Opposition parties in South Africa condemned the government on Tuesday for allowing Sudanese President Omar al-Bashir to attend the 25th African Union Summit and letting him leave without arresting him.
During a robust and no walls barred parliamentary debate on Tuesday, opposition parties accused President Jacob Zuma’s government for dining with and protecting people they termed dictators like al-Bashir.
The Democratic Alliance (DA) argued that by not arresting al-Bashir the government was in contempt of both a local court that ordered his arrest and the International Criminal Court (ICC).
As a signatory of the ICC, South Africa was expected to arrest the Sudanese president and hand him over to the ICC, but authorities allowed him to leave despite an arrest court order. DA member Steven Mokgalapa said "Al- Bashir should have been arrested because we are morally, legally and constitutionally duty bound to comply with the domestic law and international obligations. The ANC government, led by Zuma has committed a crime of assisting a wanted man to run from the law."
Congress of the People leader Mousiuoa Lekota lashed out at the government for disregarding the law. "You lied to us you said you will uphold the constitution, uphold the law and be an example. You have misled the people of our country and now we are ashamed before the nations of the world."
But the ruling African National Congress (ANC) defended the government stance. Deputy Minister of Traditional Affairs Obed Bopela said al-Bashir enjoyed the same immunity as heads of state attending United Nations meetings.
"President al-Bashir was invited to the AU by the AU. He was not visiting South Africa. He was not on a state visit here. He had attended a meeting that is constituted by an act of the African Union which was being hosted in South Africa," Bopela said.
The ANC also called for the reform of the ICC, saying it is being used to target African leaders by those who themselves have refused to rectify its statues.
'Committed to solve the matter'
The long awaited debate in parliament was to inquire into events that led to the hasty departure of Sudanese president Omar al-Bashir from South Africa.
Reports say that South Africa secretly planned the departure of al-Bashir and that the Presidential Protection Unit was tasked with President al-Bashir ground's transport.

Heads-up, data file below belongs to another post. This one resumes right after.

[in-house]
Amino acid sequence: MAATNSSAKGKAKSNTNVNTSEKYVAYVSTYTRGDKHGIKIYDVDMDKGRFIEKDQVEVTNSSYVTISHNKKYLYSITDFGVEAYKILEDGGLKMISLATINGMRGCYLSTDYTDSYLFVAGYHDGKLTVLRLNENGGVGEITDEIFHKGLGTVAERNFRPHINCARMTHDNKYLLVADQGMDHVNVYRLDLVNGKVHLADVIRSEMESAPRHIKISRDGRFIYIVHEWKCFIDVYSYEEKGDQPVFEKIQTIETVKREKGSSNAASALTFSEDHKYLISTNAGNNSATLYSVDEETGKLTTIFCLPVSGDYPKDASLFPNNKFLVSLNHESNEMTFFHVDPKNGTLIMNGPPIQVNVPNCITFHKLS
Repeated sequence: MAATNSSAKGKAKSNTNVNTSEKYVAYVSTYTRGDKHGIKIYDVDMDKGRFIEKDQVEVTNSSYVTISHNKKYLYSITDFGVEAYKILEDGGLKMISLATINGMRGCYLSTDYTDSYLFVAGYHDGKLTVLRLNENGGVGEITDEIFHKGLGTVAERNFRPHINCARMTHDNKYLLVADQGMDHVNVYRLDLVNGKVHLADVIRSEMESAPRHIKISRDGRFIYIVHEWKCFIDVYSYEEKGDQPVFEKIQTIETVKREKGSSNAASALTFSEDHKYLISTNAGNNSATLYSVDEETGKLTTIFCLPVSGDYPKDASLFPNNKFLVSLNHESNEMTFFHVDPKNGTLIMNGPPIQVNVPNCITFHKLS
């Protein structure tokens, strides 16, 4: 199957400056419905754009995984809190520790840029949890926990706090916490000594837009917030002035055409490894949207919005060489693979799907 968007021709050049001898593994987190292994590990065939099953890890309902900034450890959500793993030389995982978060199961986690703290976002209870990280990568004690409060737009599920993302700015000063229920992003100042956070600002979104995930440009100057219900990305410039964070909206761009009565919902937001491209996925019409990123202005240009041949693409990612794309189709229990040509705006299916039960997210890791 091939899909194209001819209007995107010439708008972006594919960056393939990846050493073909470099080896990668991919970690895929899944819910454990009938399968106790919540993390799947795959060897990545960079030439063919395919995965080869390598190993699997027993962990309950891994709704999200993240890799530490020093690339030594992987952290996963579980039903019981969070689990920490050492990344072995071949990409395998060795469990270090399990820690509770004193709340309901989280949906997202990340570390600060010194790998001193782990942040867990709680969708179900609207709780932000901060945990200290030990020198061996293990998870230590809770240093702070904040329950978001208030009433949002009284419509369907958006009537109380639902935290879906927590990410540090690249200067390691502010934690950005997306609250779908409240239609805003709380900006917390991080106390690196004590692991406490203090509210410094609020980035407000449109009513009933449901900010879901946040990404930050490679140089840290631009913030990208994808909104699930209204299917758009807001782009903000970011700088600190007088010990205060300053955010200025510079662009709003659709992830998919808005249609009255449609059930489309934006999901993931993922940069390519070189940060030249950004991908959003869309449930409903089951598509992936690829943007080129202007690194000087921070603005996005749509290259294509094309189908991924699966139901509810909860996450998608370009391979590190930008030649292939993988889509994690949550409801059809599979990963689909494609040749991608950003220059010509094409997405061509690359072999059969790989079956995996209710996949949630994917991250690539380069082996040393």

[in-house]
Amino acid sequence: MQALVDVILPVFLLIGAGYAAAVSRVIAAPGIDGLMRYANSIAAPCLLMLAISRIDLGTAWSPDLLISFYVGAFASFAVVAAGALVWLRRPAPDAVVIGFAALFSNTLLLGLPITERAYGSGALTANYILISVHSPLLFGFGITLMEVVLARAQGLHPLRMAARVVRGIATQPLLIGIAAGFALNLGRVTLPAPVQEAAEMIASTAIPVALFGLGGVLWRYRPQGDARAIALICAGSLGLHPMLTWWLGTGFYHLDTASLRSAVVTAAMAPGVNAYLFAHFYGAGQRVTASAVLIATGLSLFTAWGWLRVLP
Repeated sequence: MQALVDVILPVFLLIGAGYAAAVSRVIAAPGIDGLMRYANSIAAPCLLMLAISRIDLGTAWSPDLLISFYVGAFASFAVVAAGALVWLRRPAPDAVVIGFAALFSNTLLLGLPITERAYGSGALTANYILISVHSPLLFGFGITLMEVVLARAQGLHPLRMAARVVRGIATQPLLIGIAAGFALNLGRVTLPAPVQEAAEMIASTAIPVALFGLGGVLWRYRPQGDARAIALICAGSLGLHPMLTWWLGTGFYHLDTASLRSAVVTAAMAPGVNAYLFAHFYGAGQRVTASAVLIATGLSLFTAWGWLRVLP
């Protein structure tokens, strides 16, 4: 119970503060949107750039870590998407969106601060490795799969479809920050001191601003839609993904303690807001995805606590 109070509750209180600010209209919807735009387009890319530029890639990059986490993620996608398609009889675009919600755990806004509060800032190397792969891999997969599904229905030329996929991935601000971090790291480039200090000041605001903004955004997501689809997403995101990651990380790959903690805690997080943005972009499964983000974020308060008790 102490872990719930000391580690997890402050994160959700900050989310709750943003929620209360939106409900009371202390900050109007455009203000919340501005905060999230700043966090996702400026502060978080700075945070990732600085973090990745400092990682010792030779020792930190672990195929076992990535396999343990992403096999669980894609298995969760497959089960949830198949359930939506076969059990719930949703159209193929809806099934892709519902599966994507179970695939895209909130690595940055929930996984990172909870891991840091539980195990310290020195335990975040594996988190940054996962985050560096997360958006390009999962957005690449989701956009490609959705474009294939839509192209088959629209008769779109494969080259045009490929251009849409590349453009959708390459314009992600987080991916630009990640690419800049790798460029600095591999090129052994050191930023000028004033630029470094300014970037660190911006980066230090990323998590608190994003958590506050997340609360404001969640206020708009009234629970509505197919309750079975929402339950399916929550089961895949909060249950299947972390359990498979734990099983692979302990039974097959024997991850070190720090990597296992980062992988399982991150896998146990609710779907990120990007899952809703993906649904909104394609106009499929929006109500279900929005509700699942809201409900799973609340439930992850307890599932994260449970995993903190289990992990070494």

South Africa's opposition Democratic Alliance now wants a full investigation into who was responsible for sneaking al-Bashir out of South Africa.
"The President and the Executive cannot simply ignore the law as they see fit. The ANC has forsaken the principles of our Constitution and the need to respect the rule of law," said DA leader Mmusi Maimane in a statement.
The government has however categorically denied that it plotted al-Bashir's departure. It is committed to solve the matter in collaboration with the court, which gave the government seven days to investigate the issue.
"[The government] is expected to provide the court with a report that explains how President al-Bashir left the country," said a statement by the Government Communication Information Services (GCIS).
South Africa has been highly criticized by international community and rights groups for its failure to arrest al-Bashir while he was in the country.
Pulling out of the ICC
The ruling party, African National Congress (ANC) is now mulling over whether it should pull out of the ICC. "If I was in government, I would say give notice, get out of that, it was not what was envisioned," ANC Secretary General Gwede Mantashe told local radio in South Africa.
DA leader Mmusi Maimane wants the government to shed lights on who is behind al-Bashir's sneaky departure
"It [The ICC] is a tool in the hands of the powerful to destroy the weak and it is a court that is focusing on Africa, Eastern Europe and Middle East," Mantashe said.
But some legal experts say that withdrawing from the ICC will be quite difficult. Speaking to DW's AfricaLink program, Liesl Louw, African Union expert and a consultant at the Institute for Security Studies said, “Because the Rome statute has been domesticated in South African law. Even if South Africa withdraws, it will still have to comply with the ICC and the Rome statute,” Louw said.
'An embarrassment for South Africa'
Bashir slipped out of South Africa on Monday last week while the South African court was presenting its legal arguments on whether Bashir should be handed to the International Criminal Court.
This followed a decision by the human rights group the South African Litigation Center (SALC) to file an application to force the country, as a member of the Rome Statute, to adhere to the International Criminal Court's arrest warrant.
The South African court then barred al-Bashir from leaving the country. But al-Bashir was able to leave nevertheless apparently with the support of the government of South Africa.
This was embarrassing for many South Africans. "South Africa has created a difficult situation for itself. My feeling is that by allowing him in they wanted to demonstrate to the world a common position of Africa on the ICC," said Jakkie Cilliers of the Institute for Security Studies think-tank.
Bashir's sudden departure also prompted a huge local and international uproar. The UN, US and the ICC were disappointed at South Africa's failure to detain him and the local court gave the government seven days to explain to the court why it defied the court order and let Bashir get out of the country.
Bashir is wanted by the International Criminal Court on charges of war crimes and crimes against humanity committed in a bloody conflict in Darfur in 2003. According to United Nations estimates, the conflict killed more than 300,000. Bashir went to Johannesburg on July 13 to take part in an African Union summit.